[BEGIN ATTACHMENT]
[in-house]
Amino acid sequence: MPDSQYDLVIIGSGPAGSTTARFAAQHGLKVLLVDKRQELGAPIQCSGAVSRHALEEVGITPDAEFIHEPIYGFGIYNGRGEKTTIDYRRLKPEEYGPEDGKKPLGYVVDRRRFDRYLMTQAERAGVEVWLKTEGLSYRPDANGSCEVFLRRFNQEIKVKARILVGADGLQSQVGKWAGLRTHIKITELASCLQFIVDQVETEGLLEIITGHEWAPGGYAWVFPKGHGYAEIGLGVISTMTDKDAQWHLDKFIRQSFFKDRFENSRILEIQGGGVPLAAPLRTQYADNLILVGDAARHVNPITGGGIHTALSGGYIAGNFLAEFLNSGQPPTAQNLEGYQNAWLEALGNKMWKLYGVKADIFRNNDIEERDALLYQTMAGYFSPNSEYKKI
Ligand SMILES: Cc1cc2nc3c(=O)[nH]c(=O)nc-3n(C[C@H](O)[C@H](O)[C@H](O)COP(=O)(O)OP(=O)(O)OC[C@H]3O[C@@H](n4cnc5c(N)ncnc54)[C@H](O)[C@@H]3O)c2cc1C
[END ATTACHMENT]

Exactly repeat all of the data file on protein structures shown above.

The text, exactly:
[in-house]
Amino acid sequence: MPDSQYDLVIIGSGPAGSTTARFAAQHGLKVLLVDKRQELGAPIQCSGAVSRHALEEVGITPDAEFIHEPIYGFGIYNGRGEKTTIDYRRLKPEEYGPEDGKKPLGYVVDRRRFDRYLMTQAERAGVEVWLKTEGLSYRPDANGSCEVFLRRFNQEIKVKARILVGADGLQSQVGKWAGLRTHIKITELASCLQFIVDQVETEGLLEIITGHEWAPGGYAWVFPKGHGYAEIGLGVISTMTDKDAQWHLDKFIRQSFFKDRFENSRILEIQGGGVPLAAPLRTQYADNLILVGDAARHVNPITGGGIHTALSGGYIAGNFLAEFLNSGQPPTAQNLEGYQNAWLEALGNKMWKLYGVKADIFRNNDIEERDALLYQTMAGYFSPNSEYKKI
Ligand SMILES: Cc1cc2nc3c(=O)[nH]c(=O)nc-3n(C[C@H](O)[C@H](O)[C@H](O)COP(=O)(O)OP(=O)(O)OC[C@H]3O[C@@H](n4cnc5c(N)ncnc54)[C@H](O)[C@@H]3O)c2cc1C